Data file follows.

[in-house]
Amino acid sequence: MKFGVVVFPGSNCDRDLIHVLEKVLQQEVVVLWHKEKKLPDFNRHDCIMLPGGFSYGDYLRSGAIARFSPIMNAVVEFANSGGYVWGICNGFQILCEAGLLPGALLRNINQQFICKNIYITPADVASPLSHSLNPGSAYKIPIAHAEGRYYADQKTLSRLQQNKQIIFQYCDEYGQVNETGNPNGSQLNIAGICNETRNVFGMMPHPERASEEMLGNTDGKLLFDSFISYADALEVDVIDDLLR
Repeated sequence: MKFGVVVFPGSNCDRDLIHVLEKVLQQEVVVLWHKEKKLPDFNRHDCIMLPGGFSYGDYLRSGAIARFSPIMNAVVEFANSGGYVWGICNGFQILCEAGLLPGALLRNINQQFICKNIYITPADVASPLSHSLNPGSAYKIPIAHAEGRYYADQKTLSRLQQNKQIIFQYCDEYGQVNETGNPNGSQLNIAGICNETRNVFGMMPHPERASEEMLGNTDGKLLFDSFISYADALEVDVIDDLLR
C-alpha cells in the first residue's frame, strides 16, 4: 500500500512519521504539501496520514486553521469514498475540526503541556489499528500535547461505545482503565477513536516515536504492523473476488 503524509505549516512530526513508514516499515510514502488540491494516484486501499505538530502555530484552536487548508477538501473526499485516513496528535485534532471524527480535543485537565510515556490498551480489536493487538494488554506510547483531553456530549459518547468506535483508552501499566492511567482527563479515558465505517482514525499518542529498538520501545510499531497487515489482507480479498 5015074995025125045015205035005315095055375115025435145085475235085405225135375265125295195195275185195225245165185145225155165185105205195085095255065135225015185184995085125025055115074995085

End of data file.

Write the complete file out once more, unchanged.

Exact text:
[in-house]
Amino acid sequence: MKFGVVVFPGSNCDRDLIHVLEKVLQQEVVVLWHKEKKLPDFNRHDCIMLPGGFSYGDYLRSGAIARFSPIMNAVVEFANSGGYVWGICNGFQILCEAGLLPGALLRNINQQFICKNIYITPADVASPLSHSLNPGSAYKIPIAHAEGRYYADQKTLSRLQQNKQIIFQYCDEYGQVNETGNPNGSQLNIAGICNETRNVFGMMPHPERASEEMLGNTDGKLLFDSFISYADALEVDVIDDLLR
Repeated sequence: MKFGVVVFPGSNCDRDLIHVLEKVLQQEVVVLWHKEKKLPDFNRHDCIMLPGGFSYGDYLRSGAIARFSPIMNAVVEFANSGGYVWGICNGFQILCEAGLLPGALLRNINQQFICKNIYITPADVASPLSHSLNPGSAYKIPIAHAEGRYYADQKTLSRLQQNKQIIFQYCDEYGQVNETGNPNGSQLNIAGICNETRNVFGMMPHPERASEEMLGNTDGKLLFDSFISYADALEVDVIDDLLR
C-alpha cells in the first residue's frame, strides 16, 4: 500500500512519521504539501496520514486553521469514498475540526503541556489499528500535547461505545482503565477513536516515536504492523473476488 503524509505549516512530526513508514516499515510514502488540491494516484486501499505538530502555530484552536487548508477538501473526499485516513496528535485534532471524527480535543485537565510515556490498551480489536493487538494488554506510547483531553456530549459518547468506535483508552501499566492511567482527563479515558465505517482514525499518542529498538520501545510499531497487515489482507480479498 5015074995025125045015205035005315095055375115025435145085475235085405225135375265125295195195275185195225245165185145225155165185105205195085095255065135225015185184995085125025055115074995085